The Econophysics Blog

This blog is dedicated to exploring the application of quantiative tools from mathematics, physics, and other natural sciences to issues in finance, economics, and the social sciences. The focus of this blog will be on tools, methodology, and logic. This blog will also occasionally delve into philosophical issues surrounding quantitative finance and quantitative social science.

Sunday, April 29, 2007

Makings of a Chinese Stockmarket Bubble?

China is in the midst of a stockmarket frenzy. According to an article in The Economist magazine (April 26, 2007), new accounts at stock brokers are being opened at a rate of more than 200,000 a day (e.g., more than 310,000 on April 24th of this year). Many of these punters are relatively new to the market and are often either unsophisticated or relatively low-income (including, students and old-age pensioners).

What is fueling this madness for stocks? Despite a couple of scares earlier this year (February 27, and April 19), phenomenal returns (for now). E.g., the Shanghai Stock Exchange's composite index rose by about 130% in 2006 (and is still rising). (See the chart below.)


Having seen some newspieces from China Central Television's channel 4 news on the latest stockmarket craze, I can see how much the stockmarket has permeated daily life in China.

It's worth noting that another factor, besides hyperbolic returns, is driving this 'investing' frenzy -- consumer technology. By "consumer technology" I don't mean China's equivalent of tech stocks (although I'm sure they are enjoying a boom). Instead, it is the growing availability of communcation devices like cell phones, instant messaging, and broadband Internet connections that have reinforced and further enabled this stockmarket 'madness of crowds.'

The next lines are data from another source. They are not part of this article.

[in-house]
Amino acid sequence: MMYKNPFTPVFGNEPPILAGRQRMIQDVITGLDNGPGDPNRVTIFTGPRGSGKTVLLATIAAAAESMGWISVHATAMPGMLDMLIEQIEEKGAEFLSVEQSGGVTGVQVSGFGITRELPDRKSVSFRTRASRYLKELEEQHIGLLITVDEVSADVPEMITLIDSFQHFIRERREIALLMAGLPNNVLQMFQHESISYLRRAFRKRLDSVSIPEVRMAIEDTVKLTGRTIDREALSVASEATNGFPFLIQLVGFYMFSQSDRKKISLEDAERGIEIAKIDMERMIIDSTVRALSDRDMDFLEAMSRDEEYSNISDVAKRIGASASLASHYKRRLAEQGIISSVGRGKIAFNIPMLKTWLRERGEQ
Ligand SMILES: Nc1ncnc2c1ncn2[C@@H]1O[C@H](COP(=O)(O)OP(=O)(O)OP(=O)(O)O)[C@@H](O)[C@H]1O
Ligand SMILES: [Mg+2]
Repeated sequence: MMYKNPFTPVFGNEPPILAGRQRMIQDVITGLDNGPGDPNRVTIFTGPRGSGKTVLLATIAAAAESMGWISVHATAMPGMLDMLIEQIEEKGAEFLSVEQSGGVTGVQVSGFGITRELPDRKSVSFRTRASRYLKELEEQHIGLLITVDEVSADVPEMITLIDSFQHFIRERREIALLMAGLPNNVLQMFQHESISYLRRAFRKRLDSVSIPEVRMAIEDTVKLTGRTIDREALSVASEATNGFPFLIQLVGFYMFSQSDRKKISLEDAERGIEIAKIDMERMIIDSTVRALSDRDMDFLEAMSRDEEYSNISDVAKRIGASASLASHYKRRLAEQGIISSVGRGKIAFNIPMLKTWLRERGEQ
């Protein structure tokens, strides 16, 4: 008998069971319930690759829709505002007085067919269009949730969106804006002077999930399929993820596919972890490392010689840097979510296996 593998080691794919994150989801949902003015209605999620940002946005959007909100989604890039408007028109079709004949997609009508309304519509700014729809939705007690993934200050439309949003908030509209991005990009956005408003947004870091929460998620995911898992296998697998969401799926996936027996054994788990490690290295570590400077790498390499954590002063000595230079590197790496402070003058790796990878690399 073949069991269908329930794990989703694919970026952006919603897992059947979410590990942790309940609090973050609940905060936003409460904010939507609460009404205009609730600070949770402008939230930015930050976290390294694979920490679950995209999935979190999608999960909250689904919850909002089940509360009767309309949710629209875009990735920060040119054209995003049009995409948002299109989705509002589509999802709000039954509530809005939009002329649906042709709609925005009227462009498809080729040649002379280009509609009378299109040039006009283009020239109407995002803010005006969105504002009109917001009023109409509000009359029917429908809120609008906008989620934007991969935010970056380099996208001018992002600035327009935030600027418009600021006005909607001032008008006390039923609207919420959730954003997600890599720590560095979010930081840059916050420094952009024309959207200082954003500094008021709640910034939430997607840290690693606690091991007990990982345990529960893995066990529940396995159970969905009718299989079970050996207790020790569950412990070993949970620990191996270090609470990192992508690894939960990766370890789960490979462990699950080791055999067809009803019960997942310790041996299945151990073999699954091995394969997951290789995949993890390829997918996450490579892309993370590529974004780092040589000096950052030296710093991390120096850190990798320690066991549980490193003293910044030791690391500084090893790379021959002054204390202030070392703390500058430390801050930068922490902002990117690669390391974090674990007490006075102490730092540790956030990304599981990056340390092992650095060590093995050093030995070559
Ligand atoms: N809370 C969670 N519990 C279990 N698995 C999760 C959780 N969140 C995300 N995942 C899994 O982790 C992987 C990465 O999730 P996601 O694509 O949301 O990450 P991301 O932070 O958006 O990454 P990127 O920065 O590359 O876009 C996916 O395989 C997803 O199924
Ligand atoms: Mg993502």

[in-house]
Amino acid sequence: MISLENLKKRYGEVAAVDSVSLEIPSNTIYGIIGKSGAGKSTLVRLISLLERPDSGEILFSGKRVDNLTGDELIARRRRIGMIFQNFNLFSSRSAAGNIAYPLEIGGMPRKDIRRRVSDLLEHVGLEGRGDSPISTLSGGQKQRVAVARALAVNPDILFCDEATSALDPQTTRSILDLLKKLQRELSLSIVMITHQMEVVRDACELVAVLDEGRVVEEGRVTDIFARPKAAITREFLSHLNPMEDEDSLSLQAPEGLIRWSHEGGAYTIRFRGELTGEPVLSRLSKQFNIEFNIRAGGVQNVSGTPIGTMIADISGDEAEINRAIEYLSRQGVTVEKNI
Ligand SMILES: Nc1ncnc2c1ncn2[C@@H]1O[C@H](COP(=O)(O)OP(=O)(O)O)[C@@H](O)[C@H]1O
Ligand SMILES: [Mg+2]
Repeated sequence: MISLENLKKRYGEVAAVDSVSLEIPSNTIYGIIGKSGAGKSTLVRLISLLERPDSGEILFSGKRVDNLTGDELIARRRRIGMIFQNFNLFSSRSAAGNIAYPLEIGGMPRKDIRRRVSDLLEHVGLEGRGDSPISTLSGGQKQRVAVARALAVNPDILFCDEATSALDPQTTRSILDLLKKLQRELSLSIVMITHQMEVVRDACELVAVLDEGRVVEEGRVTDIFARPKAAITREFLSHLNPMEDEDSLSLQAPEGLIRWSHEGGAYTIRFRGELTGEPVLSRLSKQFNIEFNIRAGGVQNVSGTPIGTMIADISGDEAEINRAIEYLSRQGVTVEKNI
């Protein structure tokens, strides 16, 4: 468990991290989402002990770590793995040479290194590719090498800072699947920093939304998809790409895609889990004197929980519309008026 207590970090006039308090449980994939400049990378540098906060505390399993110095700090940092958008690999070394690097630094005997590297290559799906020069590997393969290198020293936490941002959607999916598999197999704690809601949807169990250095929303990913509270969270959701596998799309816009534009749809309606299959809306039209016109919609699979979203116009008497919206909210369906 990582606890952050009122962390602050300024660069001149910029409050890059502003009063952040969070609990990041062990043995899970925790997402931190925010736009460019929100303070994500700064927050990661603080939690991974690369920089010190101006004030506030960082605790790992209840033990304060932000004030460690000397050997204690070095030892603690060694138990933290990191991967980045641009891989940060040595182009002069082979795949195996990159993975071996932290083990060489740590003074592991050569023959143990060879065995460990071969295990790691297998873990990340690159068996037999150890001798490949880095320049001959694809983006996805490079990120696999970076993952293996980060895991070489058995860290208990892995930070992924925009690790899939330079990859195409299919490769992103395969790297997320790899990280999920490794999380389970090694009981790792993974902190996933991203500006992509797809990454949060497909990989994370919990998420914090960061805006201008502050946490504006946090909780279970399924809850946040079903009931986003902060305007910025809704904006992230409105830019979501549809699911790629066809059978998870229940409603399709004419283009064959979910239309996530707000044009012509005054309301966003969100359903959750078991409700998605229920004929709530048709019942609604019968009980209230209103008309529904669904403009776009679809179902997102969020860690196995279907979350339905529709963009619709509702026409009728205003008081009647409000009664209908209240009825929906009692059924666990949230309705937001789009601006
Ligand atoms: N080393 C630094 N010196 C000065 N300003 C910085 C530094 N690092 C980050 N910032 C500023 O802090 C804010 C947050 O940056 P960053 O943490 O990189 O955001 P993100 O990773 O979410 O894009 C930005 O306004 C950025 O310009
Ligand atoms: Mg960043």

So is this a bubble? It certainly has all of the earmarks of a stockmarket bubble that will eventually burst. The recent past has demonstrated that Chinese stockmarkets (in Shanghai and Shenzhen) are vulnerable to market volatility as well as to macroeconomic shocks and policy changes by the Chinese Communist Party.

One of those Chinese would-be investors, when describing China's stockmarkets, quoted by The Economist summed it up best: "It's like a casino set up by the Communist Party." If the CCP isn't careful, they will find themselves in quandry (which they may already be in). A rising stockmarket keeps the public (especially the growing middle class) mollified and gives the CCP more credibility. On the other hand, a bubble that burst could cause widespread anger toward the CCP. As Western capitalists can attest to, it is rather difficult (if not impossible) to reconcile those two agendas.

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